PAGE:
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term used to describe the loss of native, higher-order structure of proteinprotein,
any of the group of highly complex organic compounds found in all living cells and comprising the most abundant class of all biological molecules. Protein comprises approximately 50% of cellular dry weight.
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 molecules in solution. Most globular proteins exhibit complicated three-dimensional folding described as secondary, tertiary, and quarternary structures. These conformations of the protein molecule are rather fragile, and any factor that alters the precise geometry is said to cause denaturation. Extensive unfolding sometimes causes precipitation of the protein from solution. Denaturation is defined as a major change from the original native state without alteration of the molecule's primary structure, i.e., without cleavage of any of the primary chemical bonds that link one amino acid to another. Treatment of proteins with strong acids or bases, high concentrations of inorganic salts or organic solvents (e.g., alcohol or chloroform), heat, or irradiation all produce denaturation to a variable degree. Loss of three-dimmensional structure usually produces a loss of biological activity. Thus, the denatured enzymeenzyme,
biological catalyst. The term enzyme comes from zymosis, the Greek word for fermentation, a process accomplished by yeast cells and long known to the brewing industry, which occupied the attention of many 19th-century chemists.
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 is often without catalytic function. Renaturation is accomplished with varying success, and occasionally with a return of biological function, by exposing the denatured protein to a solution that approximates normal physiological conditions. Denaturation may be studied in the laboratory in any number of ways that monitor the physical properties of protein. Thus measurements of changing viscosity, density, light-scattering ability, and movement in an electrical field all record slight changes in molecular architecture. Denaturing is also used to describe the unrelated process of adding a poisonous substance to ethanolethanol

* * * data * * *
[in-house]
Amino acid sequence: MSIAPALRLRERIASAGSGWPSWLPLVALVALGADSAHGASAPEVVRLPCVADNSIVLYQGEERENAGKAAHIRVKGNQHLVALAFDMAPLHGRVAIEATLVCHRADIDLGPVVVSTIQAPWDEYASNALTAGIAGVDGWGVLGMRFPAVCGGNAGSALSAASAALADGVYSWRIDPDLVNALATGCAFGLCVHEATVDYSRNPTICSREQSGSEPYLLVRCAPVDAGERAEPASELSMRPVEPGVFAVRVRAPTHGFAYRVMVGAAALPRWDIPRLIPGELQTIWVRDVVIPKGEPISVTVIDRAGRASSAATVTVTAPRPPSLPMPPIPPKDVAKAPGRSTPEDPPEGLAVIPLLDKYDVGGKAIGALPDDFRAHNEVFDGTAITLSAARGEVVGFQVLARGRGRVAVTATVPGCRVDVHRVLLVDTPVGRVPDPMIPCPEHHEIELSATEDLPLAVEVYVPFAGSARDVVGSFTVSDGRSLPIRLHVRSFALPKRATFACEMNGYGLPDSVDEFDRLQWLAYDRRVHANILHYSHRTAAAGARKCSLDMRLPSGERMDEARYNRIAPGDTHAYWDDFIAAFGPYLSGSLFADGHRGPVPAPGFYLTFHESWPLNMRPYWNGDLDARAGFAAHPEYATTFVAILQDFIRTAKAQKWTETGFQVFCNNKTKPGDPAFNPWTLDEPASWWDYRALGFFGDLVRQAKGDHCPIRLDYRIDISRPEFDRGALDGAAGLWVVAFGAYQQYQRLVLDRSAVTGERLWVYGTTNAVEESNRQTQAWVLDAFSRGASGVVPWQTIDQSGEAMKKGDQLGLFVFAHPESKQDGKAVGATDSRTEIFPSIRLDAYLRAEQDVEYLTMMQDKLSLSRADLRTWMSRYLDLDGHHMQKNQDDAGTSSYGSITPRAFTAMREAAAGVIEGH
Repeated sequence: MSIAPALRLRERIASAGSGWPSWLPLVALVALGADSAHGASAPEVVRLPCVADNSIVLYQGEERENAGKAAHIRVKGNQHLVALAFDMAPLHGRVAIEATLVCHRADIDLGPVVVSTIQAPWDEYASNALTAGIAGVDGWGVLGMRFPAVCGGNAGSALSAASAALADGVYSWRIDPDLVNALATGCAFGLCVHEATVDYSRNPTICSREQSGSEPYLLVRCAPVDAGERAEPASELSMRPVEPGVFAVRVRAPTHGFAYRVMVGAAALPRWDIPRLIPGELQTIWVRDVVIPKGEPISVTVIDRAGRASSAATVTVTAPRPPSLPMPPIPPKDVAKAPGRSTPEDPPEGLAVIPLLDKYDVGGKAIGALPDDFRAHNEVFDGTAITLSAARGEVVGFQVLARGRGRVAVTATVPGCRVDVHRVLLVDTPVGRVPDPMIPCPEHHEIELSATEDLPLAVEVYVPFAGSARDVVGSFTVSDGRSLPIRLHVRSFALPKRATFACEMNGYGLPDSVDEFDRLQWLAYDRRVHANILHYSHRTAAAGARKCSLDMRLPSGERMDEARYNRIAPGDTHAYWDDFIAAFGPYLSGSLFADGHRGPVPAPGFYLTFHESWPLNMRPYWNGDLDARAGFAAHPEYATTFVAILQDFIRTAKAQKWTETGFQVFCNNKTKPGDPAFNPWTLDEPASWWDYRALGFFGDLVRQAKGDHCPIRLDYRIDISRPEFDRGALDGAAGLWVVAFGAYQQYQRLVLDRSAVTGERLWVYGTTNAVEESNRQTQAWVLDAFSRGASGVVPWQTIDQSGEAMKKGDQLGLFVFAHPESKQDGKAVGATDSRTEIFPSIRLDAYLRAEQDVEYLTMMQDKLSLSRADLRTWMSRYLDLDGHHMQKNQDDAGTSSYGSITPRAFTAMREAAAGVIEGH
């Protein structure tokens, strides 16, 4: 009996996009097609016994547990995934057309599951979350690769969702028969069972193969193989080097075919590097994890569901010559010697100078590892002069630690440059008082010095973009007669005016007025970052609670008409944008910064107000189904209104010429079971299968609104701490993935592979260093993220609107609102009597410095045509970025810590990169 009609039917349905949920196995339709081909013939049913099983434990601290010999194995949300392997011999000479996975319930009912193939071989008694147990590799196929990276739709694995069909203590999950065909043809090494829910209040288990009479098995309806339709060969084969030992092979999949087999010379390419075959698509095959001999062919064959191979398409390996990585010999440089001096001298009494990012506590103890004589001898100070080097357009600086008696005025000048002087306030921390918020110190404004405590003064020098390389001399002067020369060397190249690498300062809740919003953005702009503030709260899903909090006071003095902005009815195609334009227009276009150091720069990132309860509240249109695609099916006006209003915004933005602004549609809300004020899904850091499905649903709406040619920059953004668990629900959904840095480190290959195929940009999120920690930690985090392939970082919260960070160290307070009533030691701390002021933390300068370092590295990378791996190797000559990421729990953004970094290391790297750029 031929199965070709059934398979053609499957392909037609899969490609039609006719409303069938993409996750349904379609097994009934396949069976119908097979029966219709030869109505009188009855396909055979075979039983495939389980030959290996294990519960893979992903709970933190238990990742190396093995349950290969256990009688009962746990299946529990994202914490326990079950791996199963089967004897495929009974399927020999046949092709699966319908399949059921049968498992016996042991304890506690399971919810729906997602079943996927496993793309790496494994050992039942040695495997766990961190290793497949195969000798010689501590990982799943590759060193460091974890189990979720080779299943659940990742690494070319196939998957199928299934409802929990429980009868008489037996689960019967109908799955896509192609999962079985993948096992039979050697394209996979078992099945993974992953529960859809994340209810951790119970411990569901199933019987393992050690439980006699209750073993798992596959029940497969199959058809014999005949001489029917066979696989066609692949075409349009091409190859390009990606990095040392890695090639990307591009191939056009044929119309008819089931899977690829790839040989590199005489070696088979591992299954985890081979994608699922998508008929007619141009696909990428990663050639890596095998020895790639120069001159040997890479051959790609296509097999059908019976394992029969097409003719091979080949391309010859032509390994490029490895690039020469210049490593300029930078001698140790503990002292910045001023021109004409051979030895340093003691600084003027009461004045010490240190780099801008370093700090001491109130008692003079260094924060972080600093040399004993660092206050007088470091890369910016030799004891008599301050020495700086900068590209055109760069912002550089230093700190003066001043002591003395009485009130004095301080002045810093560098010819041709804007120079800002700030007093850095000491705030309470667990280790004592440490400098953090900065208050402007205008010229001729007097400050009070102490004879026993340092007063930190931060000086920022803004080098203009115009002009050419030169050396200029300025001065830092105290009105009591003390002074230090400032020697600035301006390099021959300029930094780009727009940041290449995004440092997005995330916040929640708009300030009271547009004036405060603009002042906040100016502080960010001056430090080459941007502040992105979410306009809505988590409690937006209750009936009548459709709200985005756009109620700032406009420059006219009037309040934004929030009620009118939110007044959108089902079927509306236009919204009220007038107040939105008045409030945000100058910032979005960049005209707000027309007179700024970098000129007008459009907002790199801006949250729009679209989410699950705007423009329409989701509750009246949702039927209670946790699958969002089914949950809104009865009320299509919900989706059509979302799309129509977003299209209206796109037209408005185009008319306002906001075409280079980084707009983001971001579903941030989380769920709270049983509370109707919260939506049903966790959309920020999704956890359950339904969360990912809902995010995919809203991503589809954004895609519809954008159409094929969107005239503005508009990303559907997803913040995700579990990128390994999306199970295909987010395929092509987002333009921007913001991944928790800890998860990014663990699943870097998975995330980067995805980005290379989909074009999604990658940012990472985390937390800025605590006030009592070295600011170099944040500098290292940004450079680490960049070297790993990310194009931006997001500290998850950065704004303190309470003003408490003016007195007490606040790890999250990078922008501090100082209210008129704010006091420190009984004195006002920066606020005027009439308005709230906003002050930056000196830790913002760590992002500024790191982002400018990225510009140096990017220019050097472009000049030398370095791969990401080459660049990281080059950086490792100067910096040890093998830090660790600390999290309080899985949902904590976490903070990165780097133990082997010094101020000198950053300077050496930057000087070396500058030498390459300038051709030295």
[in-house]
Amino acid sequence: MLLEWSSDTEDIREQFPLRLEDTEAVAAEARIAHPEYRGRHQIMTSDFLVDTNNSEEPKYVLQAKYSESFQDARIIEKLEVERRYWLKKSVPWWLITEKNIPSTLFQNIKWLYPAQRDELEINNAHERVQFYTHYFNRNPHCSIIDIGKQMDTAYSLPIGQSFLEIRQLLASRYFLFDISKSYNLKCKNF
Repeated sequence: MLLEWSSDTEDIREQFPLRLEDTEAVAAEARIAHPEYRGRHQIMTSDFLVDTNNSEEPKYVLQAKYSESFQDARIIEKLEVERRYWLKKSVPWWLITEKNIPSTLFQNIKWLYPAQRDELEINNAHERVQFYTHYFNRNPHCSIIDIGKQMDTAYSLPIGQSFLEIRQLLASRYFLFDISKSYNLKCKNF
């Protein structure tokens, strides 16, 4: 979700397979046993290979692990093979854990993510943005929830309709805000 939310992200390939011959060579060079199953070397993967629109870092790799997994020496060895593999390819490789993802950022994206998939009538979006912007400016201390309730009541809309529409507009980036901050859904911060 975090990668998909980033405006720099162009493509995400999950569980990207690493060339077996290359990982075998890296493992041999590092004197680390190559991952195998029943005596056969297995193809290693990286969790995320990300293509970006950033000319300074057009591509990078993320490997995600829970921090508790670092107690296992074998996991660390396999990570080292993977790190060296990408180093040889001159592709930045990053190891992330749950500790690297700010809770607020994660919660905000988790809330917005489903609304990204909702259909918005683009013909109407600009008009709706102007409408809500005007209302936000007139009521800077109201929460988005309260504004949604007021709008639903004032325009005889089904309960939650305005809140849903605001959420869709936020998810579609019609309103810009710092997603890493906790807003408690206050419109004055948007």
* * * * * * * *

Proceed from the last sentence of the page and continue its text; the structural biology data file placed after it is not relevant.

or ethyl alcohol,
CH3CH2OH, a colorless liquid with characteristic odor and taste; commonly called grain alcohol or simply alcohol. Properties

Ethanol is a monohydric primary alcohol. It melts at −117.
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 to make it unsuitable for human consumption.
References in periodicals archive ?
When 83[degrees]C or 82[degrees]C denaturation for 10 s were set as the [T.
The cDNA was amplified using an Eppendorf-gradient PCR thermal cycler using the following parameters: initial DNA denaturation at 95[degrees]C for 5 minutes, followed by 35 cycles of 95[degrees]C denaturation for 1 minute, annealing temperatures ranging from 51[degrees]C to 71[degrees]C for 1 minute, elongation at 72[degrees]C for 1 minute, and final elongation of 72[degrees]C for 7 minutes, followed by cooling at 4[degrees]C.
On denaturation, the digestibility of the soy protein may improve.
The presence of identical HDs in Group II and Group III as shown on Figure 1 leads to a conclusion that a single denaturation step in absence of primers is sufficient for detection of HDs.
The energy required for denaturation of protein is approximately equal to free energy (?
The thermal study of mixtures and produced films denaturation was performed on a Pyris 1 power modulation Differential Scanning Calorimeter (Perkin Elmer), equipped with an Intracooler.
The micronization process prevents the beans from losing their flavor as a result of heat denaturation.
The thermal cycling conditions consisted of an initial denaturation step at 95[degrees]C for 10 min and 40 cycles at 95[degrees]C for 15 sec and 60[degrees]C for 1 min.
Because of these constraints, it is difficult to integrate enzymatic catalysts into industrial processes where they are prone to denaturation as a result of harsher prevailing conditions.
In 1993 we came up with the revolutionary idea of refolding proteins by exposing them to a series of denaturation and renaturation steps, and the method resulted in a drastic improvement in the yield of correctly folded protein," said Hans Christian Thogersen, Borean's Chief Scientific Officer and Founder.
While it is believed that denaturation of adsorbed proteins at the implant surface directly leads to the adhesion and activation of platelets and subsequent thrombus formation, no data exists to directly correlate these two phenomena.